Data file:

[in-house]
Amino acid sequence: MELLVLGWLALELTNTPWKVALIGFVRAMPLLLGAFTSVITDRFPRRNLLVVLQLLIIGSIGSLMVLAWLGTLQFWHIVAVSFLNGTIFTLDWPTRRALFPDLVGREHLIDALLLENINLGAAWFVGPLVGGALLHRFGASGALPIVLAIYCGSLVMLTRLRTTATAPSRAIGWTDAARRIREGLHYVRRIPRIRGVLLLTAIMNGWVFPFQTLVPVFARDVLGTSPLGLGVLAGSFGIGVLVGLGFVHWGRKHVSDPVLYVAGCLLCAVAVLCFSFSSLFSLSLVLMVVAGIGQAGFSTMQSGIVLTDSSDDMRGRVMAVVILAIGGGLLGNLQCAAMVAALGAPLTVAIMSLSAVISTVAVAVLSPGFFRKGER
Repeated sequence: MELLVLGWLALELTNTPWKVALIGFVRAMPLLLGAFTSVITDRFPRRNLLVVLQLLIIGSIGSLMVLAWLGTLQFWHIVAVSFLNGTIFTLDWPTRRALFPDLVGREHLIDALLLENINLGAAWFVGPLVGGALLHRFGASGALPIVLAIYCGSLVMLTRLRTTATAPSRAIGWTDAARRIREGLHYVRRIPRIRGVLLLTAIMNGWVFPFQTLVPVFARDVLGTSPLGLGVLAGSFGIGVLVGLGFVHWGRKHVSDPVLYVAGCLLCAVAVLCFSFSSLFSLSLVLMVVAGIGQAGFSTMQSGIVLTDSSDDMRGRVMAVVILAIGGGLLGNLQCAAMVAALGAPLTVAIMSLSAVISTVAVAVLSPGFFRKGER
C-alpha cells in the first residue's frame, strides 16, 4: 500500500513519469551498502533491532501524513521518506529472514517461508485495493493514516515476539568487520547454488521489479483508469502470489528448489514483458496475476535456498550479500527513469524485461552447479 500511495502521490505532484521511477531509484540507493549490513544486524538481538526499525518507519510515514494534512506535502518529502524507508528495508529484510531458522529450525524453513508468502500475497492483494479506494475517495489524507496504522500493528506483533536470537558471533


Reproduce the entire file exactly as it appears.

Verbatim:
[in-house]
Amino acid sequence: MELLVLGWLALELTNTPWKVALIGFVRAMPLLLGAFTSVITDRFPRRNLLVVLQLLIIGSIGSLMVLAWLGTLQFWHIVAVSFLNGTIFTLDWPTRRALFPDLVGREHLIDALLLENINLGAAWFVGPLVGGALLHRFGASGALPIVLAIYCGSLVMLTRLRTTATAPSRAIGWTDAARRIREGLHYVRRIPRIRGVLLLTAIMNGWVFPFQTLVPVFARDVLGTSPLGLGVLAGSFGIGVLVGLGFVHWGRKHVSDPVLYVAGCLLCAVAVLCFSFSSLFSLSLVLMVVAGIGQAGFSTMQSGIVLTDSSDDMRGRVMAVVILAIGGGLLGNLQCAAMVAALGAPLTVAIMSLSAVISTVAVAVLSPGFFRKGER
Repeated sequence: MELLVLGWLALELTNTPWKVALIGFVRAMPLLLGAFTSVITDRFPRRNLLVVLQLLIIGSIGSLMVLAWLGTLQFWHIVAVSFLNGTIFTLDWPTRRALFPDLVGREHLIDALLLENINLGAAWFVGPLVGGALLHRFGASGALPIVLAIYCGSLVMLTRLRTTATAPSRAIGWTDAARRIREGLHYVRRIPRIRGVLLLTAIMNGWVFPFQTLVPVFARDVLGTSPLGLGVLAGSFGIGVLVGLGFVHWGRKHVSDPVLYVAGCLLCAVAVLCFSFSSLFSLSLVLMVVAGIGQAGFSTMQSGIVLTDSSDDMRGRVMAVVILAIGGGLLGNLQCAAMVAALGAPLTVAIMSLSAVISTVAVAVLSPGFFRKGER
C-alpha cells in the first residue's frame, strides 16, 4: 500500500513519469551498502533491532501524513521518506529472514517461508485495493493514516515476539568487520547454488521489479483508469502470489528448489514483458496475476535456498550479500527513469524485461552447479 500511495502521490505532484521511477531509484540507493549490513544486524538481538526499525518507519510515514494534512506535502518529502524507508528495508529484510531458522529450525524453513508468502500475497492483494479506494475517495489524507496504522500493528506483533536470537558471533